Molokai Students Attend Court Oral Arguments
HI State Judiciary News Release
For the first time in three years, the Hawaii Supreme Court resumed in-person oral arguments at a high school for its Courts in the Community program.
“We are thrilled to be at Lahainaluna High School today to conduct oral argument and provide the students with this unique opportunity,” said Chief Justice Mark E. Recktenwald. “During the pandemic, students participated by Zoom, but nothing compares to being in person. This was an exciting day for everyone involved.”
Molokai High School students watched the oral argument, along with those from Lahainaluna High School, Kamehameha Schools Maui, King Kekaulike High School, and Lanai High and Elementary School.. A total of 315 students participated.
The Courts in the Community program is designed to educate students about the Judiciary’s role in government and its function in resolving disputes in a democratic society. The students prepared using a curriculum developed by the Kamehameha V Judiciary History Center and the Students for Public Outreach and Civic Education at the University of Hawaii’s William S. Richardson School of Law. Attorneys from the Maui County Bar Association and Hawaii State Bar Association volunteered their time to discuss the case with the students and facilitated a moot court activity.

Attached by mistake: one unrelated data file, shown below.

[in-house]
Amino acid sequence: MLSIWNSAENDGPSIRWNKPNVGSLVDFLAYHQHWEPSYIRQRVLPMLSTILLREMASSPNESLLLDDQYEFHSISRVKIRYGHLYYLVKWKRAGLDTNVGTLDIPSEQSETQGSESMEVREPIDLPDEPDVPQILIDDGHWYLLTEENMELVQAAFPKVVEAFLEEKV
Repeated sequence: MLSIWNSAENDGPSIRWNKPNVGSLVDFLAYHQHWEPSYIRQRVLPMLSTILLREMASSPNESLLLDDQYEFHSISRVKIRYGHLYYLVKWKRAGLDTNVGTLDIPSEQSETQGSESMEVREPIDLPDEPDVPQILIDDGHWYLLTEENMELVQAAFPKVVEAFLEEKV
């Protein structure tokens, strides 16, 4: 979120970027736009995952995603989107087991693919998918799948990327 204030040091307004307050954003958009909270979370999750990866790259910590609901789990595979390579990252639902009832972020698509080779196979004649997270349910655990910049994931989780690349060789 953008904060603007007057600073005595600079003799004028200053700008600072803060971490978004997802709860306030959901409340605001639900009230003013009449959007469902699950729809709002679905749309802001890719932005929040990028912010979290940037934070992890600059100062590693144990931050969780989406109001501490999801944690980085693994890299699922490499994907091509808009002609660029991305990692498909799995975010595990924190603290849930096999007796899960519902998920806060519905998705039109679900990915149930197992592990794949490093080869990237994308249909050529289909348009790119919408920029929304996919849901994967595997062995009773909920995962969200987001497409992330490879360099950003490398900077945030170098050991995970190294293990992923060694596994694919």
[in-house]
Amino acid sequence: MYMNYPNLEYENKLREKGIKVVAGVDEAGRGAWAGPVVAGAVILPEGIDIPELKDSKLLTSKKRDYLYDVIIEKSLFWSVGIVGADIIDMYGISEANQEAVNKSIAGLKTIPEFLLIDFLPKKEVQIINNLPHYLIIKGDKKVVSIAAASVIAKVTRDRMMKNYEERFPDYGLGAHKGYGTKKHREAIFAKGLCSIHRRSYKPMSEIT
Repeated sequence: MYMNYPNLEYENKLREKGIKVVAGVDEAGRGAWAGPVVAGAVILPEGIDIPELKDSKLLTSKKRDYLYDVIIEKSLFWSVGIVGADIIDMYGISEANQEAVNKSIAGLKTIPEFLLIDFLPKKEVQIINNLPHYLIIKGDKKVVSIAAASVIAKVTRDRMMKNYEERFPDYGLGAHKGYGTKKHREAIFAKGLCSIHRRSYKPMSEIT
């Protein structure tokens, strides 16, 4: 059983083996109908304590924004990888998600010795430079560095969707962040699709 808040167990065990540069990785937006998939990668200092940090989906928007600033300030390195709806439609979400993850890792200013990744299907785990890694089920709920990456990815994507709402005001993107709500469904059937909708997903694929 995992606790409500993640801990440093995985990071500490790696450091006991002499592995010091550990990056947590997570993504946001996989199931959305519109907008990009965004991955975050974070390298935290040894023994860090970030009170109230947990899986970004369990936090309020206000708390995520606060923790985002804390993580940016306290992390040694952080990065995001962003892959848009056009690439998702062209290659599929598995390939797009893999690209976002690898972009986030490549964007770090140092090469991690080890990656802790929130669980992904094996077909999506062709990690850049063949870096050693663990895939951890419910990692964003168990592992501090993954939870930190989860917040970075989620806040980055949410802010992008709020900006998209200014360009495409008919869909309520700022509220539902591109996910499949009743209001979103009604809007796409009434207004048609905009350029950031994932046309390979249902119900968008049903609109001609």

The court heard oral arguments in the case of Hoʻomoana Foundation v. Land Use Commission, Puʻuonoa Homeowners Association, Inc., and Ross R. Scott. Oral argument was followed by two question-and-answer sessions for the students; one with the attorneys and another with the five justices.
“The Courts in the Community program is about hands-on civics education and providing students with a chance to go beyond the textbooks by observing an actual Supreme Court oral argument,” said the Chief Justice.
The Hawaii State Bar Association and the Hawaii State Bar Foundation provided the in-person participants with lunches and transportation for the King Keakaulike, Molokai and Lanai students.
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